Then Netflix came along, that enabler of laziness and killer of the video store. I jumped on the bandwagon early because they had a copy of the 1978 version of Invasion of the Body Snatchers, the best of them all. I supplemented my drives to the video store with the DVDs I could easily have delivered by Netflix. My subscription went from two DVD rentals at a time to four in just months. And the best part…no late fees, no rewinding! The magnetic tapes at the video stores were getting a little ragged, but those DVDs were always crystal clear (though a few wouldn’t work at all – no sweat, just drop them in the mail and get a replacement). Sure, I had to wait for my picks to be delivered and a few got lost in the mail, but I never had to leave my couch and there was a set fee that wouldn’t break the bank. 

Well, we all know how Netflix changed the way we consumed movies. Mom and pop video stores were the first to wither and die. Tower Video shuttered its doors (as did the mighty Tower Records), Sun Coast sold all of its stuff in a two day sale and became an I-Hop. Even Blockbuster couldn’t survive, though there is still one in existence. I highly urge everyone who reads this to watch The Last Blockbuster. Who doesn’t love an underdog, especially when they were once the top dog?

Despite this abundance of movies at my fingertips, something was missing. Where were all those gritty, often times awful B movies they used to play at the drive-in? Not just fare like Grizzly that I got to see, but ones I’d read about like The Crater Lake Monster, Curse of the Faceless Man or The She-Creature? Horror junkie that I am, I craved more. In comes streaming on-demand. It took a few years into this new, even easier movie consumption machine to start to dig deep into the archives. Or, judging by the quality of these celluloid diversions, they were found in dumpsters or basements. Over the past couple of years, services like Tubi, Amazon and Crackle have unearthed a ton of lost drive-in B movie fare. Movies made for five bucks and a cheeseburger that were meant to kill time while folks fooled around in their cars. There’s a kind of innocent earnestness to these black and white or poorly colored movies, even if their subject matter is lurid or creepy and strange. I may still go to drive-ins, but I can only see the movies that made them so popular at home now. 

When I put one on, I’m transported to the Elmsford Drive-In, wondering if Two Thousand Maniacs was one of those forbidden movies that blew my young brain to bits. For an old bastard who grew up with a 10 inch black and white TV with rabbit ears in my room and started working in corporate America without email or cell phones, it’s kind of amazing that I’m able to relive a vital part of the American drive-in movie experience through the tiny Roku hooked up to my television. With the art and quality of modern horror movies leaving me scratching my head (like self-publishing in writing, it’s become almost too easy for someone with zero skill to make a movie on their phone and get it on a streaming service), I’m retreating deeper into these tarnished treasures from the ’50s, ’60s and ’70s. If the print is a disaster, all the better. Give me washed out film, audio pops and all the scratches. I’ve been enjoying myself so much, I made a commitment to review at least one drive-in B nightmare every week on my Final Guys podcast this year. Sure, most of these movies were made and seen between breathless kissing and groping before I was born. Maybe that’s why they make me feel young. Not to mention, the worst old B-movie is miles better for your soul than even one minute of the news.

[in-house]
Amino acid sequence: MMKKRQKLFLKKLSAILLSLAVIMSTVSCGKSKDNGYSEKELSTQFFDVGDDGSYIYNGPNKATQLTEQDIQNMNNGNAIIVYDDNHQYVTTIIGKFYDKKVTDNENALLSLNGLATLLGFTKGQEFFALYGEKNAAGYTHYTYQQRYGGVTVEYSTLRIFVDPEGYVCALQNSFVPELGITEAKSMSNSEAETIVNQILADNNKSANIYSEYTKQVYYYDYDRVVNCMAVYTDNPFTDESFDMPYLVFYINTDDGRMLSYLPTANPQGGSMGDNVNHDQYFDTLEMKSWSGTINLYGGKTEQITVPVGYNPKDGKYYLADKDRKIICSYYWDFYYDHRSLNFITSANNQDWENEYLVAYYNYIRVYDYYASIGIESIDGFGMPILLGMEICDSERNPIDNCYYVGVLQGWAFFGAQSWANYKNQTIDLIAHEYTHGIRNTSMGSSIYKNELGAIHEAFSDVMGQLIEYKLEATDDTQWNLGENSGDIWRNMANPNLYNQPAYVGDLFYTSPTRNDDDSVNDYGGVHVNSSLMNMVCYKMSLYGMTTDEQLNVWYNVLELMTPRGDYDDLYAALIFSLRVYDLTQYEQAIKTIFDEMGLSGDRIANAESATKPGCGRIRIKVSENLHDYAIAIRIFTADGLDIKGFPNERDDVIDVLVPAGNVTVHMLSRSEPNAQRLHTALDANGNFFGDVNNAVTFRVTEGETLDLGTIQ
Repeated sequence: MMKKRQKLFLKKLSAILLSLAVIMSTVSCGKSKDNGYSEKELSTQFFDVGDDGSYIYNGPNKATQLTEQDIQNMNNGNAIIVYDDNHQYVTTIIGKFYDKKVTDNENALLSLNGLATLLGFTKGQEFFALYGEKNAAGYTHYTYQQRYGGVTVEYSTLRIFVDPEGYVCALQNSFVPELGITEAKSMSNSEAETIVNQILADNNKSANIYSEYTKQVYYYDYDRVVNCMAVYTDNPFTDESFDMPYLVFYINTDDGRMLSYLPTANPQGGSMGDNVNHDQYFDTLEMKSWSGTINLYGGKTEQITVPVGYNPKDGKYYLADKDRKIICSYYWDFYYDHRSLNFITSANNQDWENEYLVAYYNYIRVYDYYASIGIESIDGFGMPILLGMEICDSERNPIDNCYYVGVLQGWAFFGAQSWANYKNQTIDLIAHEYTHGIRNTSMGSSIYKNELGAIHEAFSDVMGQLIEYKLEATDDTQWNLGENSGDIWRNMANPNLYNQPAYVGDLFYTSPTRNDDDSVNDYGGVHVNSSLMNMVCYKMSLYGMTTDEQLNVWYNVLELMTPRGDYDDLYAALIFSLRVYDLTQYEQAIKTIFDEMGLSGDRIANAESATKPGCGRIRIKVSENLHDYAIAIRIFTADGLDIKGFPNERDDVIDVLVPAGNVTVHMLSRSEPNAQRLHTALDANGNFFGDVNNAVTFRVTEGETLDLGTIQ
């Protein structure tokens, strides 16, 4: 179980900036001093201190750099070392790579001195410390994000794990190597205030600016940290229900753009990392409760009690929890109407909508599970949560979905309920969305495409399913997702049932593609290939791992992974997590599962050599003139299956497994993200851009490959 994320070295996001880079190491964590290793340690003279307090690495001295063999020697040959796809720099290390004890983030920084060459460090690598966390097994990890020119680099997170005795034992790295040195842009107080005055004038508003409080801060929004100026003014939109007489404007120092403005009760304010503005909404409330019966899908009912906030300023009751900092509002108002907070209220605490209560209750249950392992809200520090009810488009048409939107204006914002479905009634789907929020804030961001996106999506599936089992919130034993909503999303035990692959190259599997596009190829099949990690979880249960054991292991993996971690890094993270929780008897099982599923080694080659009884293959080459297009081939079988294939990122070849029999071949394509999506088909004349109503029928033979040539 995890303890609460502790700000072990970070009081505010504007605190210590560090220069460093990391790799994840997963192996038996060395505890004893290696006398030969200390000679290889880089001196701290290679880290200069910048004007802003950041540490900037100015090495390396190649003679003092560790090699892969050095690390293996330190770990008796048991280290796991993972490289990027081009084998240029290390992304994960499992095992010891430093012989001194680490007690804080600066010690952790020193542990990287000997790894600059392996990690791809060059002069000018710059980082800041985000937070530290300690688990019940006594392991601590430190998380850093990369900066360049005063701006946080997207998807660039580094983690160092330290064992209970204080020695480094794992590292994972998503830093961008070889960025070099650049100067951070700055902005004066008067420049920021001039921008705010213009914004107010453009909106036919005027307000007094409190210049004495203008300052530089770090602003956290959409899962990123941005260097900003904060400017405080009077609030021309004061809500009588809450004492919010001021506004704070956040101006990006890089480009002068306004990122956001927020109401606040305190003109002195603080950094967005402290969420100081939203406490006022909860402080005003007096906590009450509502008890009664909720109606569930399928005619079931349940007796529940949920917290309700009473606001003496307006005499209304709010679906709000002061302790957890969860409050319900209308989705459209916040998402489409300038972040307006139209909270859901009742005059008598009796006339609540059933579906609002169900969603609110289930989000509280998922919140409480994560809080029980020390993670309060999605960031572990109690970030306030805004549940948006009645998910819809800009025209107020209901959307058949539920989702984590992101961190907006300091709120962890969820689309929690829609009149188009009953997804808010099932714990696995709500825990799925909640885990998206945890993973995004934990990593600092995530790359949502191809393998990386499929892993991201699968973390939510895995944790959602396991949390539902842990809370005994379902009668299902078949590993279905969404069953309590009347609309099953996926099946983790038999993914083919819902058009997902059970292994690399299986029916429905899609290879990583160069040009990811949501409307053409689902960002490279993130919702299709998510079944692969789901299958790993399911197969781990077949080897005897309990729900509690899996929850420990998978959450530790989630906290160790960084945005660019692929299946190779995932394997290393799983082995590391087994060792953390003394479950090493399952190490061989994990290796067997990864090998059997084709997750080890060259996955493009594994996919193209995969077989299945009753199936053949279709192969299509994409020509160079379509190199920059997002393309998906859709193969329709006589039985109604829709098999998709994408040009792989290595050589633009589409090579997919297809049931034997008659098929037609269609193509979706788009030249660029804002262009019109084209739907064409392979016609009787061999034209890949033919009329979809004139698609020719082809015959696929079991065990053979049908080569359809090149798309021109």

So, if you can go to the drive-in this summer, do it! Get out, get some air, and enjoy an experience that grows rarer with each passing year. 

And when you want the old time drive-in feels, stream away. Maybe bring that TV into the yard, break out some folding chairs and grab some popcorn. But remember, if you’re in the yard, keep the groping to a minimum. You don’t want to upset the neighbors. Or turn them on.

Hunter Shea is the product of a misspent childhood watching scary movies, reading forbidden books and wishing Bigfoot would walk past his house. He doesn’t just write about the paranormal—he actively seeks out the things that scare the hell out of people and experiences them for himself. You can follow his madness at

1 thought on “Video Visions: The Drive-In”

  1. Hunter,
    At 74 I can share some drive-in stories! In college in 1968 my friend Mike and I went to see a triple feature of 2000 Maniacs, Blood Feast, and Color Me Blood Red. Halfway through the last one I got so queasy I talked Mike into leaving. And the next year I started medical school! Ha!